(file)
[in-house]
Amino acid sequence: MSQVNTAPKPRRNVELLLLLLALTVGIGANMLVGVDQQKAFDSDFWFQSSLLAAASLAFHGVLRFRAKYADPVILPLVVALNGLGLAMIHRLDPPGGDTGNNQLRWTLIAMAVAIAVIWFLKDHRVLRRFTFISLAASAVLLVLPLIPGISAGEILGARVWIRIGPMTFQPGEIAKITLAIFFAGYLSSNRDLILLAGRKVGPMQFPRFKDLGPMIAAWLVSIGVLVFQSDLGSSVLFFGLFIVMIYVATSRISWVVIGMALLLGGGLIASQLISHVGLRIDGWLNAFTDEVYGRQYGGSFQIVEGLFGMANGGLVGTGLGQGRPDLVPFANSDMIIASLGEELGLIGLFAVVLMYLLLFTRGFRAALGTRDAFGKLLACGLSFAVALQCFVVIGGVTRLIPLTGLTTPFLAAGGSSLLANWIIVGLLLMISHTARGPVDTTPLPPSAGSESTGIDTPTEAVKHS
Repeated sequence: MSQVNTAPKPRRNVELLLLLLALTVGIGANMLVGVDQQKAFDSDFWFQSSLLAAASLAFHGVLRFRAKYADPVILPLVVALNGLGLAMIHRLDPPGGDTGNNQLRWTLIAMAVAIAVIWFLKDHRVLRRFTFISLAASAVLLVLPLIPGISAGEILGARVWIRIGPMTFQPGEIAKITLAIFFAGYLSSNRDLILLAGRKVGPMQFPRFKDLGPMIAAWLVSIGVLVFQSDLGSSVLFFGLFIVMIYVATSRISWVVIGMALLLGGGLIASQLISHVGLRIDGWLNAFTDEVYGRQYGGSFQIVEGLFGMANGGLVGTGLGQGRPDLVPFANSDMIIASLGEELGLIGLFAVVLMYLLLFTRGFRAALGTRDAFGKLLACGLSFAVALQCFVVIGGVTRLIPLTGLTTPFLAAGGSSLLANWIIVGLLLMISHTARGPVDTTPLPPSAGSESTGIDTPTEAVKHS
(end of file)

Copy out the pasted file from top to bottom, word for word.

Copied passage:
[in-house]
Amino acid sequence: MSQVNTAPKPRRNVELLLLLLALTVGIGANMLVGVDQQKAFDSDFWFQSSLLAAASLAFHGVLRFRAKYADPVILPLVVALNGLGLAMIHRLDPPGGDTGNNQLRWTLIAMAVAIAVIWFLKDHRVLRRFTFISLAASAVLLVLPLIPGISAGEILGARVWIRIGPMTFQPGEIAKITLAIFFAGYLSSNRDLILLAGRKVGPMQFPRFKDLGPMIAAWLVSIGVLVFQSDLGSSVLFFGLFIVMIYVATSRISWVVIGMALLLGGGLIASQLISHVGLRIDGWLNAFTDEVYGRQYGGSFQIVEGLFGMANGGLVGTGLGQGRPDLVPFANSDMIIASLGEELGLIGLFAVVLMYLLLFTRGFRAALGTRDAFGKLLACGLSFAVALQCFVVIGGVTRLIPLTGLTTPFLAAGGSSLLANWIIVGLLLMISHTARGPVDTTPLPPSAGSESTGIDTPTEAVKHS
Repeated sequence: MSQVNTAPKPRRNVELLLLLLALTVGIGANMLVGVDQQKAFDSDFWFQSSLLAAASLAFHGVLRFRAKYADPVILPLVVALNGLGLAMIHRLDPPGGDTGNNQLRWTLIAMAVAIAVIWFLKDHRVLRRFTFISLAASAVLLVLPLIPGISAGEILGARVWIRIGPMTFQPGEIAKITLAIFFAGYLSSNRDLILLAGRKVGPMQFPRFKDLGPMIAAWLVSIGVLVFQSDLGSSVLFFGLFIVMIYVATSRISWVVIGMALLLGGGLIASQLISHVGLRIDGWLNAFTDEVYGRQYGGSFQIVEGLFGMANGGLVGTGLGQGRPDLVPFANSDMIIASLGEELGLIGLFAVVLMYLLLFTRGFRAALGTRDAFGKLLACGLSFAVALQCFVVIGGVTRLIPLTGLTTPFLAAGGSSLLANWIIVGLLLMISHTARGPVDTTPLPPSAGSESTGIDTPTEAVKHS